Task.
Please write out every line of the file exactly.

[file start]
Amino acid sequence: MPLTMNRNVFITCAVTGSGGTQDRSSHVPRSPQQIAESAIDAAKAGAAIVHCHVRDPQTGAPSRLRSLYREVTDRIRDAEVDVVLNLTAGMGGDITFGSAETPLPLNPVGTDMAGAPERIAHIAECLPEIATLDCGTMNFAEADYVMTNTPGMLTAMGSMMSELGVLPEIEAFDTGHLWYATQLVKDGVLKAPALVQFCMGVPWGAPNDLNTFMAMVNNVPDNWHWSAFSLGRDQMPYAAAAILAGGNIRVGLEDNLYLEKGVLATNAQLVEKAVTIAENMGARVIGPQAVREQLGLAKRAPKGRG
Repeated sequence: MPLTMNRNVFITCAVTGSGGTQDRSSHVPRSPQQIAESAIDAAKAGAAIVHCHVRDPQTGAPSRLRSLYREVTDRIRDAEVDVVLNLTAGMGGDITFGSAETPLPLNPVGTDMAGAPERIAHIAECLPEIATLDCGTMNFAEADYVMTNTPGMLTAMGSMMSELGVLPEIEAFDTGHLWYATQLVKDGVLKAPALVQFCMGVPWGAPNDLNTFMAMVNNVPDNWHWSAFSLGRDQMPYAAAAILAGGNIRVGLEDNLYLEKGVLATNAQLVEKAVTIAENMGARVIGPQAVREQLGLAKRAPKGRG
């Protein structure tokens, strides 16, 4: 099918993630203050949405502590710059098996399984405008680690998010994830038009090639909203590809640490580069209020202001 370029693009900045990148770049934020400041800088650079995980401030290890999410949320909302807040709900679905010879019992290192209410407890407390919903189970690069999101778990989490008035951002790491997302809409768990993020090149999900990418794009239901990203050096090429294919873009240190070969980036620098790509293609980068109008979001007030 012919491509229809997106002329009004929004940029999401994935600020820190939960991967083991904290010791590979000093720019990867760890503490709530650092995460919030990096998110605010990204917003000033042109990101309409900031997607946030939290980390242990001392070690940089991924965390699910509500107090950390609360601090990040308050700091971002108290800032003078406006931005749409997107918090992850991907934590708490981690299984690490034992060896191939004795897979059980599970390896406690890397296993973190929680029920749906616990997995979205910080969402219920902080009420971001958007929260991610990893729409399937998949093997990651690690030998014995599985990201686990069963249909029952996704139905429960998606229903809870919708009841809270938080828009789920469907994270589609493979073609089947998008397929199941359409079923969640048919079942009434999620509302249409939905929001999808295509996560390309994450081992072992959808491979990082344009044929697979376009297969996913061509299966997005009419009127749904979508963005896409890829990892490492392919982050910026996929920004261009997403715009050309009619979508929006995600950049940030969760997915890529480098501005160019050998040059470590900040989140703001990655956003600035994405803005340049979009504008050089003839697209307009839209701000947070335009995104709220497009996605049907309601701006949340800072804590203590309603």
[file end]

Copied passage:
Amino acid sequence: MPLTMNRNVFITCAVTGSGGTQDRSSHVPRSPQQIAESAIDAAKAGAAIVHCHVRDPQTGAPSRLRSLYREVTDRIRDAEVDVVLNLTAGMGGDITFGSAETPLPLNPVGTDMAGAPERIAHIAECLPEIATLDCGTMNFAEADYVMTNTPGMLTAMGSMMSELGVLPEIEAFDTGHLWYATQLVKDGVLKAPALVQFCMGVPWGAPNDLNTFMAMVNNVPDNWHWSAFSLGRDQMPYAAAAILAGGNIRVGLEDNLYLEKGVLATNAQLVEKAVTIAENMGARVIGPQAVREQLGLAKRAPKGRG
Repeated sequence: MPLTMNRNVFITCAVTGSGGTQDRSSHVPRSPQQIAESAIDAAKAGAAIVHCHVRDPQTGAPSRLRSLYREVTDRIRDAEVDVVLNLTAGMGGDITFGSAETPLPLNPVGTDMAGAPERIAHIAECLPEIATLDCGTMNFAEADYVMTNTPGMLTAMGSMMSELGVLPEIEAFDTGHLWYATQLVKDGVLKAPALVQFCMGVPWGAPNDLNTFMAMVNNVPDNWHWSAFSLGRDQMPYAAAAILAGGNIRVGLEDNLYLEKGVLATNAQLVEKAVTIAENMGARVIGPQAVREQLGLAKRAPKGRG
């Protein structure tokens, strides 16, 4: 099918993630203050949405502590710059098996399984405008680690998010994830038009090639909203590809640490580069209020202001 370029693009900045990148770049934020400041800088650079995980401030290890999410949320909302807040709900679905010879019992290192209410407890407390919903189970690069999101778990989490008035951002790491997302809409768990993020090149999900990418794009239901990203050096090429294919873009240190070969980036620098790509293609980068109008979001007030 012919491509229809997106002329009004929004940029999401994935600020820190939960991967083991904290010791590979000093720019990867760890503490709530650092995460919030990096998110605010990204917003000033042109990101309409900031997607946030939290980390242990001392070690940089991924965390699910509500107090950390609360601090990040308050700091971002108290800032003078406006931005749409997107918090992850991907934590708490981690299984690490034992060896191939004795897979059980599970390896406690890397296993973190929680029920749906616990997995979205910080969402219920902080009420971001958007929260991610990893729409399937998949093997990651690690030998014995599985990201686990069963249909029952996704139905429960998606229903809870919708009841809270938080828009789920469907994270589609493979073609089947998008397929199941359409079923969640048919079942009434999620509302249409939905929001999808295509996560390309994450081992072992959808491979990082344009044929697979376009297969996913061509299966997005009419009127749904979508963005896409890829990892490492392919982050910026996929920004261009997403715009050309009619979508929006995600950049940030969760997915890529480098501005160019050998040059470590900040989140703001990655956003600035994405803005340049979009504008050089003839697209307009839209701000947070335009995104709220497009996605049907309601701006949340800072804590203590309603």